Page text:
What could possibly go wrong? Five issues HMRC look for in a CIS review
Posted on 1st October 2020 by Paul Mason, Head of Tax Partnerships at Markel Tax
It’s that moment. The one when the letter from HMRC arrives, warning of an impending CIS compliance review.
While you are almost certain everything has been done correctly, there is always that slight doubt nagging at the back of your mind.
HMRC do not decide to carry out a compliance review for the joy of it, they carry them out for one of two reasons. Either your business was unlucky enough to be in the very small number of random checks carried out each year, or their in house review system has spotted a discrepancy or a high risk factor worthy of closer review.
Compliance teams have a sophisticated review system to help select review cases. This pulls data from a number of sources, including the various information and tax returns your business makes and also from an increasing number of external public sources such as websites, news feeds and social media. It is best to assume that when HMRC come calling they have something they are looking for within your records.
If you engage subcontractors who provide materials you will almost certainly exclude the cost of those materials from the amount liable to CIS deductions. HMRC will want to test how you check that the amount you are excluding is not excessive. They have legal precedent to support a very strict approach on this point. If you cannot demonstrate that the amount accepted as the cost of materials is accurate then they will seek to recover any CIS they believe should have been deducted and paid over to HMRC.
The best evidence is to have a copy of the subcontractor’s invoice. If you don’t have that there are other methods that HMRC may be willing to accept but they need to be rigorous and capable of withstanding HMRC scrutiny. The days of accepting the subcontractor’s word or applying a standard percentage are gone!
Subcontractor owned equipment.
Extending the issue with the cost of materials is one of ownership. The most common example of this is scaffolding, but other items such as site fencing, or lighting are also areas of risk.
A subcontractor cannot claim the cost of supplying equipment unless he actually incurs a cost in so doing. A scaffolding company can only make a claim for materials if they hire in additional scaffolding.
In most cases they will be using equipment they already own and there is no additional cost involved, so no deduction allowed and CIS is due against the full charge for providing and installing.
Paying for accommodation, travel and subsistence.
You have engaged subcontractors to work on a project away from their home, so it is only right to pay for their accommodation and travel and subsistence, isn’t it?
Well, paying for it is fine but excluding it from CIS deduction is another thing entirely.
The CIS rules are very clear the only items you can exclude from deduction are materials or other consumable stores, plant hire and fuel for plant, and the cost of manufacturing prefabricated components.
If you pay for subcontractors’ accommodation or the costs of getting to site and food or drink while at the work location, then this is liable to CIS deduction. There are a couple of unusual situations where this is not the case but they are exceptionally rare. Your subcontractor will still be able to claim tax relief on these costs but only through their tax return.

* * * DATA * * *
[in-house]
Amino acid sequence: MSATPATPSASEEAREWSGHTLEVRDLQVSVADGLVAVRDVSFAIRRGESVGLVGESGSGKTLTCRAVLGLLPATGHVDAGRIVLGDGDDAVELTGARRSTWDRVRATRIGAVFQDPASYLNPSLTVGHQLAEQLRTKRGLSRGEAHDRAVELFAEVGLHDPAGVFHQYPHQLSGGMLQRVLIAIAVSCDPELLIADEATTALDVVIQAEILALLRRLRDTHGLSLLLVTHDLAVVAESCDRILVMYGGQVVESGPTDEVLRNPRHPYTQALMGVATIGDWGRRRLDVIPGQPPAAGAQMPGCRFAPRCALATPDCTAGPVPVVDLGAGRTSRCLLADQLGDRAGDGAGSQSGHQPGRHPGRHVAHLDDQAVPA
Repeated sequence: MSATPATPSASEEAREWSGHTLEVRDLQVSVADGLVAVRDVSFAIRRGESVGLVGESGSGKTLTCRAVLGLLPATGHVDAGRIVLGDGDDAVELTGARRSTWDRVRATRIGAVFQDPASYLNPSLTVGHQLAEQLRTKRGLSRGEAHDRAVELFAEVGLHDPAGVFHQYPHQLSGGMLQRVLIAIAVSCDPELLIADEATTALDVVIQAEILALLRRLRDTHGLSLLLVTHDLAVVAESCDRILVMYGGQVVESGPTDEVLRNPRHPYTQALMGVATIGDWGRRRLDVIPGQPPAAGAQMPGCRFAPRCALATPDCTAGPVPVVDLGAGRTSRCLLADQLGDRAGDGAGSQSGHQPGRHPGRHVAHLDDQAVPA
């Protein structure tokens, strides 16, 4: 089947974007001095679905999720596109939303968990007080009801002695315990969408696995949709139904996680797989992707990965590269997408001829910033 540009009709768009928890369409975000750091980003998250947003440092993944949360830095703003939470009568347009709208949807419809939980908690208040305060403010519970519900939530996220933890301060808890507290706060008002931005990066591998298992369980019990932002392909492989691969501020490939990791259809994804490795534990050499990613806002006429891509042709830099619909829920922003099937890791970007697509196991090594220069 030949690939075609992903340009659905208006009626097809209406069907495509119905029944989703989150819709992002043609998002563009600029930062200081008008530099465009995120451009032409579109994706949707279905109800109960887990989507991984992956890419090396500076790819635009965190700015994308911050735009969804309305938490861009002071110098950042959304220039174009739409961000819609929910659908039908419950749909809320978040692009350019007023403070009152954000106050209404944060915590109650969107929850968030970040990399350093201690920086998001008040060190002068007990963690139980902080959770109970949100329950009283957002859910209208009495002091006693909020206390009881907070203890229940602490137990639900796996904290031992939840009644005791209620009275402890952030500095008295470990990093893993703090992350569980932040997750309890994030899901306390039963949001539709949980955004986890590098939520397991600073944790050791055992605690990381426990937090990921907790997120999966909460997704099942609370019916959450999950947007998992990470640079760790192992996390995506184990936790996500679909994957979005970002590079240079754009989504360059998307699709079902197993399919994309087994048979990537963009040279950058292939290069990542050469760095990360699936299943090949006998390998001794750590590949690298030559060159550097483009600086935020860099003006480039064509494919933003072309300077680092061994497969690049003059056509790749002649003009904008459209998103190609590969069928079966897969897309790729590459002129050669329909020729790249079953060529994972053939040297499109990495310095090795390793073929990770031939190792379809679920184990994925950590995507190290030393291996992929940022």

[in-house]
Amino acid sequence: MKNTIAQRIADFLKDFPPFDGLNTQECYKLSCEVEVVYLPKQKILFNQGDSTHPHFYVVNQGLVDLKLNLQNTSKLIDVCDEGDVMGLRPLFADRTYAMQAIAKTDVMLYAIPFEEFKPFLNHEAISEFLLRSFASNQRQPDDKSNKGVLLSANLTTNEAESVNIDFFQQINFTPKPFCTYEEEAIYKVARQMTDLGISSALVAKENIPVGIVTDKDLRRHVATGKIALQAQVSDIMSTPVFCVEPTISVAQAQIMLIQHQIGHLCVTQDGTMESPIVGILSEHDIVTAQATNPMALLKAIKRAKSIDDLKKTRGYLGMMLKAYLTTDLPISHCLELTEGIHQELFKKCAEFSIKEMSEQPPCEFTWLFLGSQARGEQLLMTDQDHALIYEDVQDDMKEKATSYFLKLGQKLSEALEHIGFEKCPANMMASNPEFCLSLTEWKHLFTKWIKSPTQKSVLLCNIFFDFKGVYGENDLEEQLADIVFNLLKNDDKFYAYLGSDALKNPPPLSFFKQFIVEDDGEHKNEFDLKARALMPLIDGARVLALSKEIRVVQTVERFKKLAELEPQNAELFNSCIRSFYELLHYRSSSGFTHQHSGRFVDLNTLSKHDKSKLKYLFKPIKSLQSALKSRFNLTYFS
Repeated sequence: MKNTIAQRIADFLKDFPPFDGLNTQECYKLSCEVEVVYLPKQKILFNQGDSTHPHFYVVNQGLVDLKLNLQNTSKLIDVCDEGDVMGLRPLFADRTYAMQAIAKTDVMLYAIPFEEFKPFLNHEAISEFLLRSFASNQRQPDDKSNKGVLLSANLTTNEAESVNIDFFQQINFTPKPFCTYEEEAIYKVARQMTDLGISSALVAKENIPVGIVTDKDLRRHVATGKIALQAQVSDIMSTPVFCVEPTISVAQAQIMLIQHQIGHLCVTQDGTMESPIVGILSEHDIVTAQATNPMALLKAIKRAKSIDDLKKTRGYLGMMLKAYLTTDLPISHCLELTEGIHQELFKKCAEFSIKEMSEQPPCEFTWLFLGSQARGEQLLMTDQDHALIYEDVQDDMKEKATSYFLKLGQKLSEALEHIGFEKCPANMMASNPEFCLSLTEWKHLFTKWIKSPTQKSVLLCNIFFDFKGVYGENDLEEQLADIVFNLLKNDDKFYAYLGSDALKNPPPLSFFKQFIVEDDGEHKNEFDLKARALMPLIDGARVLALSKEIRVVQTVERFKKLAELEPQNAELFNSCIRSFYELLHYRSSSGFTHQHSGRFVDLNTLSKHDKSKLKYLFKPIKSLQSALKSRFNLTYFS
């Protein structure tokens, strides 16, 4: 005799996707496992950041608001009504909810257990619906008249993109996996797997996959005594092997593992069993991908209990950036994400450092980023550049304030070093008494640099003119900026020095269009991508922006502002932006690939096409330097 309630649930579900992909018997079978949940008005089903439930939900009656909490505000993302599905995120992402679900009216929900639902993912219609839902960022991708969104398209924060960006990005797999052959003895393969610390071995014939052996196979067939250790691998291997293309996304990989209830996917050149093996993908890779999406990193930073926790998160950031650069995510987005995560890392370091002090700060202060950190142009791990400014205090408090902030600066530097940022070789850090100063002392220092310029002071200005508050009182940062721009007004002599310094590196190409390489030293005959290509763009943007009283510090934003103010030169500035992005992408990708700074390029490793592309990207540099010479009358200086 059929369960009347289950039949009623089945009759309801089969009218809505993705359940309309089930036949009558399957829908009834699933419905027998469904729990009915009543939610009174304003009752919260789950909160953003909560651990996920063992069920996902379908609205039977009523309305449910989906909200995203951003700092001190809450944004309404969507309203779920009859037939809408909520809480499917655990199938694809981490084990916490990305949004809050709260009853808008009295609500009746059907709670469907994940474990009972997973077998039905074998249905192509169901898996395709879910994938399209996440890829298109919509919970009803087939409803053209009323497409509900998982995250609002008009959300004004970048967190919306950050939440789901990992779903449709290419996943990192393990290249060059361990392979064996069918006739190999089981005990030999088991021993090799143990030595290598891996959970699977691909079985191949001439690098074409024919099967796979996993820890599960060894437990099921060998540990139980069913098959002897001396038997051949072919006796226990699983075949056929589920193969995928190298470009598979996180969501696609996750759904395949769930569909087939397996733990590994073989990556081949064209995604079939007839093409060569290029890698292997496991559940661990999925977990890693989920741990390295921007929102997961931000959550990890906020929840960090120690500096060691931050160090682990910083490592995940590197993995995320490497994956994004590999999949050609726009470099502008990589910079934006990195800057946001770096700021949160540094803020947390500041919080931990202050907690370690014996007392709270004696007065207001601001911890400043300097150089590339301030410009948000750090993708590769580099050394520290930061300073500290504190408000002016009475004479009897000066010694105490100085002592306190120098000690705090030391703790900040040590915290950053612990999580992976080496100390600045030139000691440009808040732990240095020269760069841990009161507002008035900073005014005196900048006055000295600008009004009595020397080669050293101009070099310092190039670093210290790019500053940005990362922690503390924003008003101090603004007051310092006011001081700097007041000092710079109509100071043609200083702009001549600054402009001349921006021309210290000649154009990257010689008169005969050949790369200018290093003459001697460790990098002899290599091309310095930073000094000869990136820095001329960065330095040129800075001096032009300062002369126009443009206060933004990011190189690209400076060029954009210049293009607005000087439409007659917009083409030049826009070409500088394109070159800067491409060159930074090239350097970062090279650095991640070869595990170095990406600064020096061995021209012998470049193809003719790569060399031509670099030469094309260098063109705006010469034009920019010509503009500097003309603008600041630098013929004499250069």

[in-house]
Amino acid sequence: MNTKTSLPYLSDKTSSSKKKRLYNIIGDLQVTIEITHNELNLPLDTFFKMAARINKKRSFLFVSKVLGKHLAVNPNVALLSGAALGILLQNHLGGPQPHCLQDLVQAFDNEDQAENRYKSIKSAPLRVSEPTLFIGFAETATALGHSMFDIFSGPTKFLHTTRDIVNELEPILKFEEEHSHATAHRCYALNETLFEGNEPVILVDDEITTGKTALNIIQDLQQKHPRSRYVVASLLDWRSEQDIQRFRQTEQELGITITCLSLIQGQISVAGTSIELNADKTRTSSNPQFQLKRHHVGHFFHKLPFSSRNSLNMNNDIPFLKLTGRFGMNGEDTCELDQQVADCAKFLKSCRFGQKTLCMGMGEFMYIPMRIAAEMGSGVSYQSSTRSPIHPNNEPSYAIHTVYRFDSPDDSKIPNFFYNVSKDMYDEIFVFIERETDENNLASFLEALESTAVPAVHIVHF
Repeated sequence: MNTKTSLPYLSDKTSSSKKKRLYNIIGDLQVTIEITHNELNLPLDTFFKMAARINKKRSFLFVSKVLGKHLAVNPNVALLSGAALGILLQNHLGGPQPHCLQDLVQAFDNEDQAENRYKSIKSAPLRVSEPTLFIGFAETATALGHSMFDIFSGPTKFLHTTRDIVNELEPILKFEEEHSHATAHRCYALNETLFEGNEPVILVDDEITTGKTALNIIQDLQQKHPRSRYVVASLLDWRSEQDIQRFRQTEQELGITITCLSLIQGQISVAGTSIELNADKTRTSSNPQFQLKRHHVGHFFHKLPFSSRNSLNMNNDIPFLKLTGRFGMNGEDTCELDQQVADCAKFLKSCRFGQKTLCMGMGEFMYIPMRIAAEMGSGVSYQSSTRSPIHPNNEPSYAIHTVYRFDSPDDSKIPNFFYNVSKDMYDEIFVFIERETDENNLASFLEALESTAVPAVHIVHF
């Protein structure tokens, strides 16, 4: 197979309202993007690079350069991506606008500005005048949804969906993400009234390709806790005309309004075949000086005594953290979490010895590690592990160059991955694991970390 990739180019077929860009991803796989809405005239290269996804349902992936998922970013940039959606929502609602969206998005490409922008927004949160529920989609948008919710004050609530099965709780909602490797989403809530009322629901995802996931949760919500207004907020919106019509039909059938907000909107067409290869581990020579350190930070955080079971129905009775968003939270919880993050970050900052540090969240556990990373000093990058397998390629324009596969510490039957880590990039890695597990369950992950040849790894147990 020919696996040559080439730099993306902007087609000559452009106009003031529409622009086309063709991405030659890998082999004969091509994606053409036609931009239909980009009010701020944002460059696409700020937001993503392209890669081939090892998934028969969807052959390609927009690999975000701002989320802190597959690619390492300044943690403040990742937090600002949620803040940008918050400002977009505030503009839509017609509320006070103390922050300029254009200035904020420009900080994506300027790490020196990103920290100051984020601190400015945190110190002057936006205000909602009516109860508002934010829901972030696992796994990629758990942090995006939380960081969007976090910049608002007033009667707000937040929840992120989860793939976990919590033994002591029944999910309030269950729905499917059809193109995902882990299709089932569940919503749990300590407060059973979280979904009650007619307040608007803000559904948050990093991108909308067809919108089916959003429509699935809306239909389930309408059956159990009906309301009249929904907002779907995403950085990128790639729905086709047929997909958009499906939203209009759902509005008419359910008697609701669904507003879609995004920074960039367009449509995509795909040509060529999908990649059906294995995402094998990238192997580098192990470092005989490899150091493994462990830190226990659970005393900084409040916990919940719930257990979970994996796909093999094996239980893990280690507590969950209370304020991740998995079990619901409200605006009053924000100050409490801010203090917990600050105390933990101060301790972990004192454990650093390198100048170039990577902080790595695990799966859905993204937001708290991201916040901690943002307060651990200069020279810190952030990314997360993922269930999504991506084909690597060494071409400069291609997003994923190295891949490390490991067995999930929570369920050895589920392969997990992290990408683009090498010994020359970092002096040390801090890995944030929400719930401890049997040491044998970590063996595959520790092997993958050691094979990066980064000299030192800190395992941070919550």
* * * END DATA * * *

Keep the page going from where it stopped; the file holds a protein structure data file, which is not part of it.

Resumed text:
The exclusion for plant hire can be brought within the scope of CIS deduction if the contract includes the driver of mobile plant like excavators and diggers. This because any contract which includes any service liable to CIS deduction brings all services provided under that contract with scope for deduction. These are ‘mixed contracts’.
The solution is simple, the subcontractor should enter into two separate contracts one for the CIS liable service and one for the excluded service. Separate invoices are not sufficient the contracts must be separate as well.
Failure to register under the scheme.
It may seem obvious to a mainstream contracting business, but not all businesses are involved in construction as the central service they provide. It is those businesses who are at risk of drifting into ‘construction’ without understanding that there are special rules to operate.
A recent case dealt with a landscape gardener whose normal work was outside of the scope of the CIS. While laying out a garden at a hotel he was asked to assist with the laying of paths and, as he had no experience of laying concrete, hired an experienced subcontractor to help.
The work he asked the subcontractor to do was within the scope of the scheme and HMRC argued that CIS should have been deducted from payments and sought interest and penalties on the under deducted amount, along with penalties for failure to make returns. Similar situations can arise for other businesses on the fringes of construction, for example, tree surgeons.
If HMRC are about to start a CIS compliance review on your business always ask what you may have done wrong. Of course, if you don’t know that an action was wrong then you can’t identify the problem.
That’s where Markel Tax can help. We can review your operation of CIS and identify any problem areas and advise on how to deal with them. If HMRC are about to visit then a disclosure of any errors will allow a reduction in penalties. We may even be able to find the argument that forces HMRC to agree that your view was correct.
If you would like to speak to us about this or any other CIS concerns please contact Paul Mason on 0345 066 0035 or 01788 702772 or email us at CIS@markel.com
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